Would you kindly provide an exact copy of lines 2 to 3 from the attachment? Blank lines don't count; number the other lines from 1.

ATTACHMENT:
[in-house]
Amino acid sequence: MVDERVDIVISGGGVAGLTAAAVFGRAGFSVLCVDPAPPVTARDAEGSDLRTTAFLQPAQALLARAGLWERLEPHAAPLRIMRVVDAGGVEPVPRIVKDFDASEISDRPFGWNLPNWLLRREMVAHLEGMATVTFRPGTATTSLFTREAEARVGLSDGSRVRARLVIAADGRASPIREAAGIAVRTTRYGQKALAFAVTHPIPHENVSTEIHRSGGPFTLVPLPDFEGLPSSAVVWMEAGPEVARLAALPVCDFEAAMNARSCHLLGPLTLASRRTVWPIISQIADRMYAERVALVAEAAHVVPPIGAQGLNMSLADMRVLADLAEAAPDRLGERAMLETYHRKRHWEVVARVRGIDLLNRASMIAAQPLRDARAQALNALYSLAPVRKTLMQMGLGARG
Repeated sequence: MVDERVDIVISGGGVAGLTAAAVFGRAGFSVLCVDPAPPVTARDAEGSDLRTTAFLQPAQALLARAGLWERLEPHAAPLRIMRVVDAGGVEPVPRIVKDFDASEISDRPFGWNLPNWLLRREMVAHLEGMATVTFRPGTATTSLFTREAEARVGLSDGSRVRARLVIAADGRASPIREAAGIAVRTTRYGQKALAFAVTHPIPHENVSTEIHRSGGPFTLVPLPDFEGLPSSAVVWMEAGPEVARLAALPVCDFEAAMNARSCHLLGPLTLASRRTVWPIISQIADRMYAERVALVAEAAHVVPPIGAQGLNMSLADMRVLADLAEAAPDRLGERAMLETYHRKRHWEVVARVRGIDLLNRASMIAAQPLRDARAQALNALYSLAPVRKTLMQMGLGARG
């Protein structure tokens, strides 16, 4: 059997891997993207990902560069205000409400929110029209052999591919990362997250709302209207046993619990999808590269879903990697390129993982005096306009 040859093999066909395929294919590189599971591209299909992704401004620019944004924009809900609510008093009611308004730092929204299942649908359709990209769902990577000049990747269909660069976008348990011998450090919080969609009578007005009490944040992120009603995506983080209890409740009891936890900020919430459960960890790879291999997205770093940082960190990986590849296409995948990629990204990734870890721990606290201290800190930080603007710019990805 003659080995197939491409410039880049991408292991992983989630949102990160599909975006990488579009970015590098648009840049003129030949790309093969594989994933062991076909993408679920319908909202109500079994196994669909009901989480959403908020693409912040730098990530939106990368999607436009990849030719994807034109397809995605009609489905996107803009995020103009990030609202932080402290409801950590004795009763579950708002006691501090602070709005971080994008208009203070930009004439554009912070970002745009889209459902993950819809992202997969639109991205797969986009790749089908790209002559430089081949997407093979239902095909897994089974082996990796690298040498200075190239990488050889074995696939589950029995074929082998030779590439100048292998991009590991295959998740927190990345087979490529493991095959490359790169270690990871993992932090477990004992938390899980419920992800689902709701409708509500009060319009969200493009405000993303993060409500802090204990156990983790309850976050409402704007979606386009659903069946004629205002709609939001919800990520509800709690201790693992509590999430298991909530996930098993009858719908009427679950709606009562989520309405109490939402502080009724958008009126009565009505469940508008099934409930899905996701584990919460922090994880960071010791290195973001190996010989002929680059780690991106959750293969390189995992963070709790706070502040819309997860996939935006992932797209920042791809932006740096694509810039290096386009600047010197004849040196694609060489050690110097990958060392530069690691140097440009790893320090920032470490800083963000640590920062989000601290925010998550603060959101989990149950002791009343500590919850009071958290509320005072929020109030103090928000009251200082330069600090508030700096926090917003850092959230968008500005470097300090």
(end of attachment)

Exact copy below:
Amino acid sequence: MVDERVDIVISGGGVAGLTAAAVFGRAGFSVLCVDPAPPVTARDAEGSDLRTTAFLQPAQALLARAGLWERLEPHAAPLRIMRVVDAGGVEPVPRIVKDFDASEISDRPFGWNLPNWLLRREMVAHLEGMATVTFRPGTATTSLFTREAEARVGLSDGSRVRARLVIAADGRASPIREAAGIAVRTTRYGQKALAFAVTHPIPHENVSTEIHRSGGPFTLVPLPDFEGLPSSAVVWMEAGPEVARLAALPVCDFEAAMNARSCHLLGPLTLASRRTVWPIISQIADRMYAERVALVAEAAHVVPPIGAQGLNMSLADMRVLADLAEAAPDRLGERAMLETYHRKRHWEVVARVRGIDLLNRASMIAAQPLRDARAQALNALYSLAPVRKTLMQMGLGARG
Repeated sequence: MVDERVDIVISGGGVAGLTAAAVFGRAGFSVLCVDPAPPVTARDAEGSDLRTTAFLQPAQALLARAGLWERLEPHAAPLRIMRVVDAGGVEPVPRIVKDFDASEISDRPFGWNLPNWLLRREMVAHLEGMATVTFRPGTATTSLFTREAEARVGLSDGSRVRARLVIAADGRASPIREAAGIAVRTTRYGQKALAFAVTHPIPHENVSTEIHRSGGPFTLVPLPDFEGLPSSAVVWMEAGPEVARLAALPVCDFEAAMNARSCHLLGPLTLASRRTVWPIISQIADRMYAERVALVAEAAHVVPPIGAQGLNMSLADMRVLADLAEAAPDRLGERAMLETYHRKRHWEVVARVRGIDLLNRASMIAAQPLRDARAQALNALYSLAPVRKTLMQMGLGARG